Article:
History of Leah's Pantry

At the beginning, Leah’s Pantry was created to serve young children and their parents. When Adrienne Markworth, Leah's Pantry Founder and Executive Director, started her family she was surprised at how much time she was spending learning to feed her growing baby. At the same time, she was working with a group of Jesuit Volunteers doing a service year at a few of San Francisco's amazing homeless services organizations. The volunteers shared the difficulties that homeless parents faced to find nutritious and appropriate foods for their young children. As a former high school educator and owner of an organic baby food company, Adrienne decided to explore ways to support parents emerging from homelessness who wanted to help their children grow healthy brains and bodies. In 2006, Adrienne met the leadership of Clara House, a transitional housing shelter part of Compass Family Services. Leah’s Pantry began with one cooking and nutrition workshop for Clara House parents and quickly expanded to serve seniors, kids and non-parenting adults. Through an extensive statewide partnership with BRIDGE Housing, the Food Smarts curriculum emerged and was translated into Spanish, Russian and Chinese to meet the demand from clients. Exponential growth came through a nutrition education partnership with the SF-Marin Food Bank, which resulted in USDA/SNAP-Ed funding for a wide variety of nutrition education programs, including the development of the Eatfresh.org Portfolio. Over the past 10 years, Leah's Pantry has expanded throughout California through collaborative partnerships with regional food banks, government public health and human services agencies, and more than 250 community-based organizations (CBOs), schools, and housing providers. Leah's Pantry has expanded its reach and impact via: its train-the-trainer program (Food Smarts Training Program), technology interventions like Eatfresh.org, and various culturally-competent cookbook and recipe projects. To learn more about our work and staff, please visit What we do and Who we are.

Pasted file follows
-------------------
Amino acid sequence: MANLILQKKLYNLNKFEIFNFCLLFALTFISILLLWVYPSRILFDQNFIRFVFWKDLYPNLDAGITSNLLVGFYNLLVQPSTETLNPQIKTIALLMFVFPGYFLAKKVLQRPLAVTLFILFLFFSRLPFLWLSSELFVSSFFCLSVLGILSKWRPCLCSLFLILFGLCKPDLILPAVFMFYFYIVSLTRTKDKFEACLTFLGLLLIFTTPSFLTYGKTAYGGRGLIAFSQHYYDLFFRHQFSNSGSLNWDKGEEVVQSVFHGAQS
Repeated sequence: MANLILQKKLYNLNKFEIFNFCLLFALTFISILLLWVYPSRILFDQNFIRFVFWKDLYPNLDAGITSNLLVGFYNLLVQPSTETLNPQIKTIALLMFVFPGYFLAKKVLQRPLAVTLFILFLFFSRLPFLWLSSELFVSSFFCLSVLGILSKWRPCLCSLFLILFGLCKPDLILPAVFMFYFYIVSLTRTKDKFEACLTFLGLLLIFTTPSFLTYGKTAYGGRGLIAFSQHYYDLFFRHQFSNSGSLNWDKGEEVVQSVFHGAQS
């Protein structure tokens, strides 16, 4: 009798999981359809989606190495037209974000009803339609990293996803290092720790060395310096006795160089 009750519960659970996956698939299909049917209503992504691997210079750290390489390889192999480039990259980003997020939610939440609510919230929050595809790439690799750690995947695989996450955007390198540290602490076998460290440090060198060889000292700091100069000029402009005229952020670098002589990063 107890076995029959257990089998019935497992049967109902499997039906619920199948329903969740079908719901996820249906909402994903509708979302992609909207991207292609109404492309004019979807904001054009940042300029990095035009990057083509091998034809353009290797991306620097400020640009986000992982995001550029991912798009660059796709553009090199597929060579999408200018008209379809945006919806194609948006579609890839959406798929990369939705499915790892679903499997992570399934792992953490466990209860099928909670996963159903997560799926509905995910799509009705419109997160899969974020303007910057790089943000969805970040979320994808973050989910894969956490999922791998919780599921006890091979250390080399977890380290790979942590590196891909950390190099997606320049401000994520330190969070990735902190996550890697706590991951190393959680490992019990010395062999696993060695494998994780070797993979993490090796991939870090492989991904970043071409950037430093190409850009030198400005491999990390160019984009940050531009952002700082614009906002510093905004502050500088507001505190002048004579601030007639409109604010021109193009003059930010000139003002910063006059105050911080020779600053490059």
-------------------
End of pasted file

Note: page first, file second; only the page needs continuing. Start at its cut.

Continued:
Why what we do makes a difference:

The Chronic Disease epidemic has disastrous consequences on individual lives, our healthcare system and on our workforce and economy.  In California...add info here.

Nutrition education is an important piece of chronic disease prevention. [read and quote the eatright.org article on the trello card]

However, nutrition education needs to be tailored to different populations.  Talk about cultural relevancy and food insecurity here. Food insecurity affects many low-income Californians. [add in stats here] Poverty reduces the choices that individuals have with regards the types of foods they are able to find and purchase....need for nutrition education information

Leah's Pantry's Food Smarts and Eatfresh.org interventions provide interactive, culturally relevant and appropriate content to populations which spur healthy changes in knowledge, attitude and behaviors.  Leah's Pantry's focus on building meaningful and collaborative relationships with both individuals and partner agencies ensures we are working with vulnerable communities in positive and effective ways...


 Participants doing a cherry tomato "taste test" during a Food Smarts workshop. 

Participants doing a cherry tomato "taste test" during a Food Smarts workshop. 

Additional Resources 

Contact Person:
Danielle Boulé